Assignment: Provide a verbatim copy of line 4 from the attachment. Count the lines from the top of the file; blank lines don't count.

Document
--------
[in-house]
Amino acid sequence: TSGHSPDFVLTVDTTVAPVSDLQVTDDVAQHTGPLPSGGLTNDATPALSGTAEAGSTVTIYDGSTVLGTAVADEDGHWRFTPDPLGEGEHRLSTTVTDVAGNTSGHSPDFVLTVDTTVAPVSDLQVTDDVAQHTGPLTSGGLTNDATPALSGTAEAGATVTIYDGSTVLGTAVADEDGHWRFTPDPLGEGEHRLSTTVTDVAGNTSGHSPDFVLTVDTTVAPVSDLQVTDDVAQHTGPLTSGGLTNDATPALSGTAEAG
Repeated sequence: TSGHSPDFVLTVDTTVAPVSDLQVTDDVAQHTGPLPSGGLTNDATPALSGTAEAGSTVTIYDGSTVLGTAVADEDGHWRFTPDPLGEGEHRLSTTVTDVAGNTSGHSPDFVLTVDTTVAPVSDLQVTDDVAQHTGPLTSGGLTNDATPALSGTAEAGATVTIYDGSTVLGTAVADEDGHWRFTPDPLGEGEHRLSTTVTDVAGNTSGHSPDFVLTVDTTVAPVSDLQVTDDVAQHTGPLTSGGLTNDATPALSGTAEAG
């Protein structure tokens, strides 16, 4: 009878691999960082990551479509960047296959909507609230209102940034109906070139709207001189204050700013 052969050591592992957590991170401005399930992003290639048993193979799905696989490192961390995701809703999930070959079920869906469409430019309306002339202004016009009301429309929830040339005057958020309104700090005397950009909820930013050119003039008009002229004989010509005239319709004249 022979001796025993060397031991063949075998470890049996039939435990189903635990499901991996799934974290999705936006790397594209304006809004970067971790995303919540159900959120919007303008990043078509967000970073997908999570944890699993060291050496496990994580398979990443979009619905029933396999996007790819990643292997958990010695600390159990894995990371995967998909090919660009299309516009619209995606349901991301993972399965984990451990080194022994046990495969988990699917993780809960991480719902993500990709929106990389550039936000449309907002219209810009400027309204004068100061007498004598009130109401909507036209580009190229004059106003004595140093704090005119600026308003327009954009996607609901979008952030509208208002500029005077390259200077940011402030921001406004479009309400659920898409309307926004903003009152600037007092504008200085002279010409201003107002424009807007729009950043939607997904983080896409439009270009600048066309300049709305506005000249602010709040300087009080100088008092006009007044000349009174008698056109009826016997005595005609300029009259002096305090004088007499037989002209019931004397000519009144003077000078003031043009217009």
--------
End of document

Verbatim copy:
């Protein structure tokens, strides 16, 4: 009878691999960082990551479509960047296959909507609230209102940034109906070139709207001189204050700013 052969050591592992957590991170401005399930992003290639048993193979799905696989490192961390995701809703999930070959079920869906469409430019309306002339202004016009009301429309929830040339005057958020309104700090005397950009909820930013050119003039008009002229004989010509005239319709004249 022979001796025993060397031991063949075998470890049996039939435990189903635990499901991996799934974290999705936006790397594209304006809004970067971790995303919540159900959120919007303008990043078509967000970073997908999570944890699993060291050496496990994580398979990443979009619905029933396999996007790819990643292997958990010695600390159990894995990371995967998909090919660009299309516009619209995606349901991301993972399965984990451990080194022994046990495969988990699917993780809960991480719902993500990709929106990389550039936000449309907002219209810009400027309204004068100061007498004598009130109401909507036209580009190229004059106003004595140093704090005119600026308003327009954009996607609901979008952030509208208002500029005077390259200077940011402030921001406004479009309400659920898409309307926004903003009152600037007092504008200085002279010409201003107002424009807007729009950043939607997904983080896409439009270009600048066309300049709305506005000249602010709040300087009080100088008092006009007044000349009174008698056109009826016997005595005609300029009259002096305090004088007499037989002209019931004397000519009144003077000078003031043009217009």